What are managed care plans?

Managed care plans are health insurance plans that have a contract with health care providers and medical facilities to provide medical care at special prices (lower costs). These providers form the plan's network. The network will have rules, which stipulate how much of the care the plan will pay for. Restrictive plans usually cost the "insured" less, while flexible ones are more expensive. HMOs will typically only pay for care if you use one of the providers in their network. A primary care doctor (general practitioner) coordinates most of the patient's care. PPOs will cover more of the costs if the insured selects a provider within their network, but will also pay up some of the money for providers outside the network. POS plans allow the insured to choose between an HMO or a PPO each time care is required.


What are HMOs? Health Maintenance Organizations (HMOs) deliver care directly to the insured. The insured goes directly to an HMO's medical provider to see health care professionals. The insured does not pay for each individual service that is received. A set premium is paid to the HMO, which in return offers a range of services, including preventive care. A primary care physician (general practitioner, GP, or family doctor), who is affiliated with the insured's plan usually coordinates the care. In the majority of cases, the HMO will only provide coverage to specialists within the provider network that are referred by the primary care physician. The HMO will nearly always insist that the insured receive care from health care professionals, laboratories and medical centers which are within its network of providers. The HMO will have negotiated a list of fees for each medical service with them. This is done to keep costs at a minimum.According to the majority of health insurance advisers, HMOs are usually the cheapest kind of health insurance plan. Copayment - in most cases, the insured will also have to make a copayment for some services. Some HMOs may not require copayments for hospital stays.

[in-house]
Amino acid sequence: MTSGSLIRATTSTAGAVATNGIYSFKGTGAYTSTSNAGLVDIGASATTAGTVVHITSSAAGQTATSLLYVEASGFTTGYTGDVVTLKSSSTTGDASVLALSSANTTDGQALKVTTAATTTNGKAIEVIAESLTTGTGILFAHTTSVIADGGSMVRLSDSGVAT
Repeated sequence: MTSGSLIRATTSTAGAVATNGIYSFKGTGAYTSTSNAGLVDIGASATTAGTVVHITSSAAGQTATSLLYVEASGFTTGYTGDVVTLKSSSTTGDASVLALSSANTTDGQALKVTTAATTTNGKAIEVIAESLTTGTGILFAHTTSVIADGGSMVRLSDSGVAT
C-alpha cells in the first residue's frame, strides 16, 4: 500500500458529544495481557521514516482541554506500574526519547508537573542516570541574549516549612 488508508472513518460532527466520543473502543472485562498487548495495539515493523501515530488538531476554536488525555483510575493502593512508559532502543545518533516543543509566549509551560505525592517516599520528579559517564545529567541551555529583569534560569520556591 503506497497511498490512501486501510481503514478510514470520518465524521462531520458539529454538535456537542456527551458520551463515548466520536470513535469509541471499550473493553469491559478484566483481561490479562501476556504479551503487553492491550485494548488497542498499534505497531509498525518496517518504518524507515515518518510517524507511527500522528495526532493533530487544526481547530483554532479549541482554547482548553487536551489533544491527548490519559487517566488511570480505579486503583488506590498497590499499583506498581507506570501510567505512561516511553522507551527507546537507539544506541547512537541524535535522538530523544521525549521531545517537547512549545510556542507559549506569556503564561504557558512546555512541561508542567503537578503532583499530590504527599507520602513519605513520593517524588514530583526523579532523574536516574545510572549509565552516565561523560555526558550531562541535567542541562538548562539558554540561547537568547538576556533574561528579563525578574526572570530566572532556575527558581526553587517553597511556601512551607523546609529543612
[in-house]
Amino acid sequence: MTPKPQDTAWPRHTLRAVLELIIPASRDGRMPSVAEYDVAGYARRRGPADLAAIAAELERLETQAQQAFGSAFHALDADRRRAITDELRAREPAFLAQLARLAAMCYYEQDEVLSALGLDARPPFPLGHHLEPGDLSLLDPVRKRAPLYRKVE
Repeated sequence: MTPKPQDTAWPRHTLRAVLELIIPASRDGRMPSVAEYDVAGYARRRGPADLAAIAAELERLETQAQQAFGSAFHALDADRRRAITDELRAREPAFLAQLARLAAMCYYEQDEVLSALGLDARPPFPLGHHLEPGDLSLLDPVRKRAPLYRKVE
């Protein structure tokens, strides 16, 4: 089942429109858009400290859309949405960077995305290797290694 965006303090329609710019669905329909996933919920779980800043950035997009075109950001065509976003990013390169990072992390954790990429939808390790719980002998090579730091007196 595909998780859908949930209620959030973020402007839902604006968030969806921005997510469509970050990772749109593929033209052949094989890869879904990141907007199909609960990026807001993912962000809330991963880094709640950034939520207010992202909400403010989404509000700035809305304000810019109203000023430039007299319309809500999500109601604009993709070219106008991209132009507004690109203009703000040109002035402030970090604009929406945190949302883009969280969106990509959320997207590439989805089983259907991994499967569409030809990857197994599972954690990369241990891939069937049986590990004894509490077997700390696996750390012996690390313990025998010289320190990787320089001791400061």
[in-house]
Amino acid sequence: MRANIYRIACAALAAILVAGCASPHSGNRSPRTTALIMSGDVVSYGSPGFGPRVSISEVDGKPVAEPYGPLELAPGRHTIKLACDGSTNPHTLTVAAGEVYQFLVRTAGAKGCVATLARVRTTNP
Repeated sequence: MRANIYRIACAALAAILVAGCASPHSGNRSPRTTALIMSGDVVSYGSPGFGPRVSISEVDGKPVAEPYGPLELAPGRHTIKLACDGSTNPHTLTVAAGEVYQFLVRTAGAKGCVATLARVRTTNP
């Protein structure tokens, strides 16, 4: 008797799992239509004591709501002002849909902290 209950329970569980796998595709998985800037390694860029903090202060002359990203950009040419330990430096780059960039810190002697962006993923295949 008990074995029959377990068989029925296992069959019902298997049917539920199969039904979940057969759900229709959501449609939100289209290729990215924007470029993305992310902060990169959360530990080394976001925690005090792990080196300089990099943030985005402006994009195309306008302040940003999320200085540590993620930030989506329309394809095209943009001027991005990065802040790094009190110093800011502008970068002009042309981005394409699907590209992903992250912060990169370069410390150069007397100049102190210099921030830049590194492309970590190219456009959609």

What are PPOs (Preferred Provider Organization)?

A PPO is in many ways similar to an indemnity plan - the insured can see any doctor whenever they like. The Preferred Provider Organization gets together with health care providers, health professionals and laboratories and negotiates preferential prices. The providers that come to agreed deals with the PPO then become part of its network.

 

What are POS Plans (Point-of-Service Plans)?

A POS Plan is like a hybrid of an HMO and a PPO. The insured can chose to either have a general practitioner coordinate their care, or opt to go directly to the "point-of-service". When the insured requires medical care, there are usually two or three different choices, and they depend on what type of POS Plan is in place.

Required Assignments:
Please view the videos below:

 

​Optional reading assignment:

(Understanding Health Insurance, by Green and Rowell. 10th Edition)

 "What is Health Insurance", page 20

"Medical Documentation", pages 26-27.